The scanned in version of the article
View a mix of the arts in downtown Durham by Blue Greenberg
Apr 28, 2002
"Roger P. Halligan: cement drawings; Kelly Popoff: oils on panel; and "Resonance in 3 D: Ursula Goebels-Ellis, Kristin Gudjonsdottir and Dawn Stetzel," Durham Art Guild, through May 12.
"Collaborations in Color: Group Quilts by New Horizon Quilters," Durham Arts Council, through April 29.
Roger Halligan embeds found objects in his cement slabs, which he calls drawings. They also remind the viewer of the roadside altars placed by the devout for the occasional traveler.
In his gallery statement, Halligan notes that these smaller pieces are a restful change from his large-scale sculpture. They also allow him the opportunity for a good pun. For instance, "Ribbon Cutting" includes a pair of scissors nestled at the crossing of a painted pink ribbon. In another one, a small black ball settles deep in its slab under the title, "Blackballed," and in "Arms Length," a reproduction of the armless "Venus de Milo" shares the surface with a male and female satyr battling it out under the rubric "Arms Length."
Halligan is also not above editorializing. In "Superior Model 150," there is a small model of Michelangelo's "Pieta" and a newspaper clipping that quotes a spokesman of the Vatican, who declares that other "beliefs are defective and inferior."
I have never seen his large sculpture, but these small pieces have piqued my interest.
Kelly Popoff elongates her figures and works them into a thick impastoed surface. Her titles help us to follow her whimsical themes. For example, in "Everyone Grows Up," a cityscape floats in the background while the figures of a mother and a little girl also defy gravity. One of the buildings has windows filled with yellowish lights, which turn out to be tiny collaged images of such famous faces as Einstein and Franklin Roosevelt. The composition also includes animals that seem to stand on top of each other and a child whose flapping arms help her levitate through the ambiguous space. Popoff charms us with her characters and their delightful world.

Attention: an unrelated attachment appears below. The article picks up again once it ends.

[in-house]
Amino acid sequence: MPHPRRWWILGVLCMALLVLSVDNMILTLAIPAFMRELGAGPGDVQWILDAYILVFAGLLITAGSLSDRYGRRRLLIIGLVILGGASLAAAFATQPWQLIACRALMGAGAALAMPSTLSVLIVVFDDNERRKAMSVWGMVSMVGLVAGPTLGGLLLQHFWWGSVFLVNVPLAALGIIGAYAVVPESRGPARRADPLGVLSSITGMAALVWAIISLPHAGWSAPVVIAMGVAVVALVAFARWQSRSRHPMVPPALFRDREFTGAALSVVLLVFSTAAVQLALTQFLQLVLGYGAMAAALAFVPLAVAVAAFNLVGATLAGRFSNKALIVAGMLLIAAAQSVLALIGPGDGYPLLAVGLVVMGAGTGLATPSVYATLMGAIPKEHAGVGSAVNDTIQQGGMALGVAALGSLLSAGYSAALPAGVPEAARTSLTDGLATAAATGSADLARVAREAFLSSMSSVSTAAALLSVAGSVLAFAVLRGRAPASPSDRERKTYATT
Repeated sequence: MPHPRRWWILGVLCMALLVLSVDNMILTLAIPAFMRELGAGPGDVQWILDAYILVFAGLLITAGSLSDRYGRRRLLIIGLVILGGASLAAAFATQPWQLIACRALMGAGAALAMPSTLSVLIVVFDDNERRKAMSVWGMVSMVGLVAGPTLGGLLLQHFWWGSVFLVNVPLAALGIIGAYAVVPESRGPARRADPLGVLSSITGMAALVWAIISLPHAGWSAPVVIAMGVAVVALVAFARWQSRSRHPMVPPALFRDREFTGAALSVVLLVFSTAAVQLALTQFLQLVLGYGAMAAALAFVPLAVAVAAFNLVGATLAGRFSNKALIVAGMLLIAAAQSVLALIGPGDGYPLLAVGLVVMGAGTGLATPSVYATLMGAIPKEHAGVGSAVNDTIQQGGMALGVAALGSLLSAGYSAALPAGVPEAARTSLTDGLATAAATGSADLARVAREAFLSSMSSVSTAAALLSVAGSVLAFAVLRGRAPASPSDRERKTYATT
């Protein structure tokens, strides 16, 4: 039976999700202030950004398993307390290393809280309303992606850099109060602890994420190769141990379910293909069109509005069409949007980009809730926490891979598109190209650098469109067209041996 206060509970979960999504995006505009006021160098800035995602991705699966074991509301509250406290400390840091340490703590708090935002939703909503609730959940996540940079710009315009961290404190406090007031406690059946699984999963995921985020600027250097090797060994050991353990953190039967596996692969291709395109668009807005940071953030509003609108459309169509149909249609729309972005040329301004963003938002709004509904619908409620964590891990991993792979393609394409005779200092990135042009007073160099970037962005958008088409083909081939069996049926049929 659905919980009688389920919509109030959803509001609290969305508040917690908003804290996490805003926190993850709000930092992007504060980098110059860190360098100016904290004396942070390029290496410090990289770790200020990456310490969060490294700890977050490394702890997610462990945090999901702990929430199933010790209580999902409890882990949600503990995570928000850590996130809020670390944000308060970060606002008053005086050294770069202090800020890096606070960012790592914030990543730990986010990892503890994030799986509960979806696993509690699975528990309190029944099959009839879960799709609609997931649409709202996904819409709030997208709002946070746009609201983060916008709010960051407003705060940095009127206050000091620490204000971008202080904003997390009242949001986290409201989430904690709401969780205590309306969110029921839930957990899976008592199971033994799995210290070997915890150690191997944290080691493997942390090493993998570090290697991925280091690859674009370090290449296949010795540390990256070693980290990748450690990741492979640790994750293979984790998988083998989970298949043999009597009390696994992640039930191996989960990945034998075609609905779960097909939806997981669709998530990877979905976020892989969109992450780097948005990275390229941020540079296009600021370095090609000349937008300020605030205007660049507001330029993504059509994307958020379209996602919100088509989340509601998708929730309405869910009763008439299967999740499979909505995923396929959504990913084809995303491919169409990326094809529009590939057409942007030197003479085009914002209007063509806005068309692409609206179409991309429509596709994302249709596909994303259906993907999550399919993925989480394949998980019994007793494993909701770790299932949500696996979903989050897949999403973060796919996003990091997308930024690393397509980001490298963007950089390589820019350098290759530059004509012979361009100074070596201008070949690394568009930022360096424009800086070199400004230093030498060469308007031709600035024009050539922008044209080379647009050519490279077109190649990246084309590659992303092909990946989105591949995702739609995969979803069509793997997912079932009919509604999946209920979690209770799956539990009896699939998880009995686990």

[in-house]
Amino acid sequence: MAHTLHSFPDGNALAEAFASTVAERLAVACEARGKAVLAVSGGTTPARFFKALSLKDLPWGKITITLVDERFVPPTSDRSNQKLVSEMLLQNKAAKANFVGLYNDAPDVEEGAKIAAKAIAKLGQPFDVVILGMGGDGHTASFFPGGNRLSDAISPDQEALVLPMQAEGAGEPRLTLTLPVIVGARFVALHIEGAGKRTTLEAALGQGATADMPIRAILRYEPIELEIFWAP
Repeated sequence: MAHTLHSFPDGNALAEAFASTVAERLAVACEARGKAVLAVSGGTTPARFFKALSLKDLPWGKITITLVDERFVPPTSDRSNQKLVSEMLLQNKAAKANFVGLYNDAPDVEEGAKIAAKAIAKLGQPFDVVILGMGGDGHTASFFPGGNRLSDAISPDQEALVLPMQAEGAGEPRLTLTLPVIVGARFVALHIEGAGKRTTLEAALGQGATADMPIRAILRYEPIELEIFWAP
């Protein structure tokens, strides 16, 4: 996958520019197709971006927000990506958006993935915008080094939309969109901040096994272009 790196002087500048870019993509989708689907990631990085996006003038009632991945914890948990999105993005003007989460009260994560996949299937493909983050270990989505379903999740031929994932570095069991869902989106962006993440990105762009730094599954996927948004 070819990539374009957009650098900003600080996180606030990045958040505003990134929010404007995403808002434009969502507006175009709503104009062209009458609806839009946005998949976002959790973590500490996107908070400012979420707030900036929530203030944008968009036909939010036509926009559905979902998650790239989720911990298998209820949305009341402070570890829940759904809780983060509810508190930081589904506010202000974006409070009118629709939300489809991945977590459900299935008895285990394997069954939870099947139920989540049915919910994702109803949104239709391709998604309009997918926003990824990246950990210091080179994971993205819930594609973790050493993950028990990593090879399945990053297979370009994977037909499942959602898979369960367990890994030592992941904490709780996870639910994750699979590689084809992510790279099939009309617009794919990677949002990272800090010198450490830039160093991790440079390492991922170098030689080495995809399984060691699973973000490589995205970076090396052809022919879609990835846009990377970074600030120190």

Sculptors Ursula Goebels-Ellis, Kristin Gudjonsdottir and Dawn Stetzel have joined forces to mount a three-person exhibit called "Resonance in 3D." Goebels-Ellis works in clay, sometime with a low, earthenware glaze and sometimes adding a high-fire glaze to the same piece. Most of the pieces are ceramic spheres that she handbuilds.
Sometimes, Goebel-Ellis arranges the spheres on platforms of sand. At other times, she combines them with war relics that she has found, like gun shell cases. In her tour de force "Im Westen Nichts Neues: Erich Maria Remarque (1898-1970)," she has fashioned dozens of spheres and piled them into a large glass case. Goebels-Ellis works with a technique of precision, and the cracks she produces in her otherwise perfect orbs relate them to nature and its mysteries.
Gudjonsdottir is from Iceland and writes in her gallery statement that she returned to her native country to make connections with her past. In a visit to a family farm, she found old farm machines that had been reworked many times in order to keep them operational. She said that visiting her native land and finding out that her ancestors had to recycle everything has made her more aware of the importance of renewing our natural resources. Some of her work resembles old farm machinery, and her materials are clay and recycled glass.
While she continues with her recycled materials, her pedestal pieces show other influences. These heavy balls with their spiked glass projections look like sea mines that might explode on contact.
Stetzel is the third artist of the trio, and she combines ordinary materials to make site-specific sculptures. In one piece, she attaches air-filled bags made of plastic and string to the windows of the gallery; in another, she uses chicken wire to make a mobile of see-through balls.
These five artists use different media in a variety of ways. The work is excellent. Make a point to get to downtown Durham to take a look.
While you are in the building, visit the Semans Gallery upstairs to see the fabric show by the New Horizon Quilters. Using the famous painters Manet, Vlaminck, Picasso and Van Gogh, and a signature painting from each as a beginning, they create similar compositions from stitchery and fabric. This is a very talented group, and even a quick look will convince you of that.
Blue Greenberg's Art column appears each week in The Arts. Blue can be reached at firstname.lastname@example.org or by writing her in c/o The Herald-Sun, P.O. Box 2092, Durham, NC 27702.